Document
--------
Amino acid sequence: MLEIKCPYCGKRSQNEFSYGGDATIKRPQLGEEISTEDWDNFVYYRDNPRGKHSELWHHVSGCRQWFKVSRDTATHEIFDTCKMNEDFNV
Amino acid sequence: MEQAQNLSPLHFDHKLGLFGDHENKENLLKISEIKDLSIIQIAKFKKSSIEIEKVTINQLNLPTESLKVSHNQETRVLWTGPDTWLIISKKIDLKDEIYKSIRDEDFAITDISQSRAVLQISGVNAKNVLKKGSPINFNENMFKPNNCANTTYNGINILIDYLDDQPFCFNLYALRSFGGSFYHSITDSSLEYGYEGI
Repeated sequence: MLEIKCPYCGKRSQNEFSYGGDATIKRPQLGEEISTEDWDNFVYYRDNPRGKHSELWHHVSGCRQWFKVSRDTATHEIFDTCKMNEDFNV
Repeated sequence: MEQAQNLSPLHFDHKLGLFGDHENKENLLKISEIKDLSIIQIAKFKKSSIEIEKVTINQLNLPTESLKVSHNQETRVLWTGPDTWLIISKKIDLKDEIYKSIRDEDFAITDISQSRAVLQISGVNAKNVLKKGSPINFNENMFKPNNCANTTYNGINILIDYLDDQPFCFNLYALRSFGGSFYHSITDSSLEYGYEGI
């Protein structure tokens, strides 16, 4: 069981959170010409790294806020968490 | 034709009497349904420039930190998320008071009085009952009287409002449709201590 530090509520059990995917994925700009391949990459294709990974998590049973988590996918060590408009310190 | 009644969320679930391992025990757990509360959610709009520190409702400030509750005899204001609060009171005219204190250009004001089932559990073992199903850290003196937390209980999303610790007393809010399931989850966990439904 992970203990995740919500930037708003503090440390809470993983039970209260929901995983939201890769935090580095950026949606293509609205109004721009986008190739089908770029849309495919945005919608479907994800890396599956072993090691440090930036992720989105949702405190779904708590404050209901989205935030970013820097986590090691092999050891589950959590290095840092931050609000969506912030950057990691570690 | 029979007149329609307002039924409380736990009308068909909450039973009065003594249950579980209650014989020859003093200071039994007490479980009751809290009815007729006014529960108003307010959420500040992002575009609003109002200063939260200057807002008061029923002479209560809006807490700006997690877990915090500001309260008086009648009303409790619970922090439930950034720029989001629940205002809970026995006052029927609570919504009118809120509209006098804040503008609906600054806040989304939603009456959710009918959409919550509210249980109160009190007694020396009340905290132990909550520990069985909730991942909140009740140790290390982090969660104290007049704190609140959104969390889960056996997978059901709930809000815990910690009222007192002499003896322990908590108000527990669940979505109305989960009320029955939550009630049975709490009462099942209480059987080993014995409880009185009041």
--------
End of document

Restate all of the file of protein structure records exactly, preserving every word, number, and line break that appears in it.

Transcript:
Amino acid sequence: MLEIKCPYCGKRSQNEFSYGGDATIKRPQLGEEISTEDWDNFVYYRDNPRGKHSELWHHVSGCRQWFKVSRDTATHEIFDTCKMNEDFNV
Amino acid sequence: MEQAQNLSPLHFDHKLGLFGDHENKENLLKISEIKDLSIIQIAKFKKSSIEIEKVTINQLNLPTESLKVSHNQETRVLWTGPDTWLIISKKIDLKDEIYKSIRDEDFAITDISQSRAVLQISGVNAKNVLKKGSPINFNENMFKPNNCANTTYNGINILIDYLDDQPFCFNLYALRSFGGSFYHSITDSSLEYGYEGI
Repeated sequence: MLEIKCPYCGKRSQNEFSYGGDATIKRPQLGEEISTEDWDNFVYYRDNPRGKHSELWHHVSGCRQWFKVSRDTATHEIFDTCKMNEDFNV
Repeated sequence: MEQAQNLSPLHFDHKLGLFGDHENKENLLKISEIKDLSIIQIAKFKKSSIEIEKVTINQLNLPTESLKVSHNQETRVLWTGPDTWLIISKKIDLKDEIYKSIRDEDFAITDISQSRAVLQISGVNAKNVLKKGSPINFNENMFKPNNCANTTYNGINILIDYLDDQPFCFNLYALRSFGGSFYHSITDSSLEYGYEGI
């Protein structure tokens, strides 16, 4: 069981959170010409790294806020968490 | 034709009497349904420039930190998320008071009085009952009287409002449709201590 530090509520059990995917994925700009391949990459294709990974998590049973988590996918060590408009310190 | 009644969320679930391992025990757990509360959610709009520190409702400030509750005899204001609060009171005219204190250009004001089932559990073992199903850290003196937390209980999303610790007393809010399931989850966990439904 992970203990995740919500930037708003503090440390809470993983039970209260929901995983939201890769935090580095950026949606293509609205109004721009986008190739089908770029849309495919945005919608479907994800890396599956072993090691440090930036992720989105949702405190779904708590404050209901989205935030970013820097986590090691092999050891589950959590290095840092931050609000969506912030950057990691570690 | 029979007149329609307002039924409380736990009308068909909450039973009065003594249950579980209650014989020859003093200071039994007490479980009751809290009815007729006014529960108003307010959420500040992002575009609003109002200063939260200057807002008061029923002479209560809006807490700006997690877990915090500001309260008086009648009303409790619970922090439930950034720029989001629940205002809970026995006052029927609570919504009118809120509209006098804040503008609906600054806040989304939603009456959710009918959409919550509210249980109160009190007694020396009340905290132990909550520990069985909730991942909140009740140790290390982090969660104290007049704190609140959104969390889960056996997978059901709930809000815990910690009222007192002499003896322990908590108000527990669940979505109305989960009320029955939550009630049975709490009462099942209480059987080993014995409880009185009041």